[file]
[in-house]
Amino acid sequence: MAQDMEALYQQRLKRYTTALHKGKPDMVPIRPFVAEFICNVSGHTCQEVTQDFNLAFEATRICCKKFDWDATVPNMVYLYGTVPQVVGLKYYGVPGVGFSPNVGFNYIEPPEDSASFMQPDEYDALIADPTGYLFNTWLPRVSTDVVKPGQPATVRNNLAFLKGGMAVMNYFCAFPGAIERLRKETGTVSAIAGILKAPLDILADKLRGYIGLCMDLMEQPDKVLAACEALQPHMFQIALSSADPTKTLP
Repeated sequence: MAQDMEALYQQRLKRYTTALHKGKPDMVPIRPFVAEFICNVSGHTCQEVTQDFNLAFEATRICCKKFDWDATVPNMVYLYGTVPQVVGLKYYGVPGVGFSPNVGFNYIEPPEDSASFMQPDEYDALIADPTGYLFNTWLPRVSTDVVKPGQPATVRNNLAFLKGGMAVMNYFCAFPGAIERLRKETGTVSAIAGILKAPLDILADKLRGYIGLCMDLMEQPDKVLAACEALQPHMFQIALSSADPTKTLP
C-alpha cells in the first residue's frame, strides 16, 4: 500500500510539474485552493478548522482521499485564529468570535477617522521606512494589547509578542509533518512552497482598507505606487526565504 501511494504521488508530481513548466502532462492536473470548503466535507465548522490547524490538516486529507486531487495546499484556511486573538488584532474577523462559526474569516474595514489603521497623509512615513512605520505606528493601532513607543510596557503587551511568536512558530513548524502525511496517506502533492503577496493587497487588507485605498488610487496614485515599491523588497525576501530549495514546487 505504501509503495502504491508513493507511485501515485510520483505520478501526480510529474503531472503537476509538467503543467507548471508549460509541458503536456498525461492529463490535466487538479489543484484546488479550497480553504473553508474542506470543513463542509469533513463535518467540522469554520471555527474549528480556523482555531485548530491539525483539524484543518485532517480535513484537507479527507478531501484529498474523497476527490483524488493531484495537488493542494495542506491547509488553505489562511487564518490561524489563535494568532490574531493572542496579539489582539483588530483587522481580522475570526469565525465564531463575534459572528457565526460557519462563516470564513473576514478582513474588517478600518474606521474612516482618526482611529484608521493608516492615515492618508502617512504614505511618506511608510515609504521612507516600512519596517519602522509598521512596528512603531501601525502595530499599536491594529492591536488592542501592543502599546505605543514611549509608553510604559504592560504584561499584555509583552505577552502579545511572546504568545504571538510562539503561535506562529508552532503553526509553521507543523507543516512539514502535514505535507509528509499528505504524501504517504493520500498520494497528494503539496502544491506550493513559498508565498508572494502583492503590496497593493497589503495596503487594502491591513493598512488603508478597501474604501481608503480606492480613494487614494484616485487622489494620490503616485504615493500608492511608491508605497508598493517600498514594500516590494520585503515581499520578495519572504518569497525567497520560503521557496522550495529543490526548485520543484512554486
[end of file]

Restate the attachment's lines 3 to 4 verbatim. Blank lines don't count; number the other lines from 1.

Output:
Repeated sequence: MAQDMEALYQQRLKRYTTALHKGKPDMVPIRPFVAEFICNVSGHTCQEVTQDFNLAFEATRICCKKFDWDATVPNMVYLYGTVPQVVGLKYYGVPGVGFSPNVGFNYIEPPEDSASFMQPDEYDALIADPTGYLFNTWLPRVSTDVVKPGQPATVRNNLAFLKGGMAVMNYFCAFPGAIERLRKETGTVSAIAGILKAPLDILADKLRGYIGLCMDLMEQPDKVLAACEALQPHMFQIALSSADPTKTLP
C-alpha cells in the first residue's frame, strides 16, 4: 500500500510539474485552493478548522482521499485564529468570535477617522521606512494589547509578542509533518512552497482598507505606487526565504 501511494504521488508530481513548466502532462492536473470548503466535507465548522490547524490538516486529507486531487495546499484556511486573538488584532474577523462559526474569516474595514489603521497623509512615513512605520505606528493601532513607543510596557503587551511568536512558530513548524502525511496517506502533492503577496493587497487588507485605498488610487496614485515599491523588497525576501530549495514546487 505504501509503495502504491508513493507511485501515485510520483505520478501526480510529474503531472503537476509538467503543467507548471508549460509541458503536456498525461492529463490535466487538479489543484484546488479550497480553504473553508474542506470543513463542509469533513463535518467540522469554520471555527474549528480556523482555531485548530491539525483539524484543518485532517480535513484537507479527507478531501484529498474523497476527490483524488493531484495537488493542494495542506491547509488553505489562511487564518490561524489563535494568532490574531493572542496579539489582539483588530483587522481580522475570526469565525465564531463575534459572528457565526460557519462563516470564513473576514478582513474588517478600518474606521474612516482618526482611529484608521493608516492615515492618508502617512504614505511618506511608510515609504521612507516600512519596517519602522509598521512596528512603531501601525502595530499599536491594529492591536488592542501592543502599546505605543514611549509608553510604559504592560504584561499584555509583552505577552502579545511572546504568545504571538510562539503561535506562529508552532503553526509553521507543523507543516512539514502535514505535507509528509499528505504524501504517504493520500498520494497528494503539496502544491506550493513559498508565498508572494502583492503590496497593493497589503495596503487594502491591513493598512488603508478597501474604501481608503480606492480613494487614494484616485487622489494620490503616485504615493500608492511608491508605497508598493517600498514594500516590494520585503515581499520578495519572504518569497525567497520560503521557496522550495529543490526548485520543484512554486